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Old 22nd Nov 2020, 9:28 am   #38
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Default Re: Are there any cassette machines in current production

Some people are still making tapes, recording the masters recently released a new c90 and the American company nac is working on a new tape. The market is very niche and when you think about it why would anyone bother other than for nostalgia purposes when we have modern solid state recording without the worries of w&f and chewed tapes and noise reduction and limited frequency range etc.
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Old 22nd Nov 2020, 10:56 am   #39
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Default Re: Are there any cassette machines in current production

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I'm speculating here, but as I understand it, tape ("streamers") is still used for high volume computer backup. So someone is at least making some form of tape heads. Hard disks also use heads of course, but they are vastly different from tape heads, although a lot of the underlying technology and know-how must be the same...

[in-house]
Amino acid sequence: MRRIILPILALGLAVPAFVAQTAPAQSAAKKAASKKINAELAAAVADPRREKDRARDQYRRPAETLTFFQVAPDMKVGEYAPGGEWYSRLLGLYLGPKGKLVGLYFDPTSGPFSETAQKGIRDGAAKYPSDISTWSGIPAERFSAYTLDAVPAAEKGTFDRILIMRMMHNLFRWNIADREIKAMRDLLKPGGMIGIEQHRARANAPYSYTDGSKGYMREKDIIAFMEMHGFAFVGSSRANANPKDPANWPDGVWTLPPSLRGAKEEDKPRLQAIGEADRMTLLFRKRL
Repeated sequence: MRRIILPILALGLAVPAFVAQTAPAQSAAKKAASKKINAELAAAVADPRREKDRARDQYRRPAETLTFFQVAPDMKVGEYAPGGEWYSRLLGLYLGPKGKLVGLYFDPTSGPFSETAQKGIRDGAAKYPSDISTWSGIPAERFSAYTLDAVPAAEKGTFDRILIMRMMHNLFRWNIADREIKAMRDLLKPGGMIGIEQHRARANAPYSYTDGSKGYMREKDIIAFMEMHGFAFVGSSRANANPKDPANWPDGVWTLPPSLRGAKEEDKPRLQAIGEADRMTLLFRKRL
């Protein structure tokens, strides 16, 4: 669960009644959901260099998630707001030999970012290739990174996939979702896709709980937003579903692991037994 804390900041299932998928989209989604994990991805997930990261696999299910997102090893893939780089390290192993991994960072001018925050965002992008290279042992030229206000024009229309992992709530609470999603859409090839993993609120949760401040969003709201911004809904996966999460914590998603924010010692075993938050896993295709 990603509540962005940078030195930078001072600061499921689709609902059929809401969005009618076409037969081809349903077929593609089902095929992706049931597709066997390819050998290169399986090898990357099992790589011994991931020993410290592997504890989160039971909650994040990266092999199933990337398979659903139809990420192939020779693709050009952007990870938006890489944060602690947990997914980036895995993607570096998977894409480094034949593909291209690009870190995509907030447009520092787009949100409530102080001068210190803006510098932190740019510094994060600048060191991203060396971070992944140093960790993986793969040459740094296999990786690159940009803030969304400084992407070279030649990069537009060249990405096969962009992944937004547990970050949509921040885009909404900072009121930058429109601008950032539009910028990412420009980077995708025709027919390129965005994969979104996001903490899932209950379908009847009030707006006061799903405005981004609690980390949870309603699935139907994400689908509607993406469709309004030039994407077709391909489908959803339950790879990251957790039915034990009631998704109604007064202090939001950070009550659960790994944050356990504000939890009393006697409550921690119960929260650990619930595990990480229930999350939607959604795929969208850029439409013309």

Yes digital data backup with tape is still big business. Most of us never see it and there are perceptions that "tape is dead" which in this role it isnt. Cost and reliability are the advantages. The disadvantage is slow access so it tends to be used as reliable backup when primary storage fails. Technical advances are still being made I believe.

This article attempts to address some of the "myths" and claims around 80% of modern businesses use tape as part of their backup.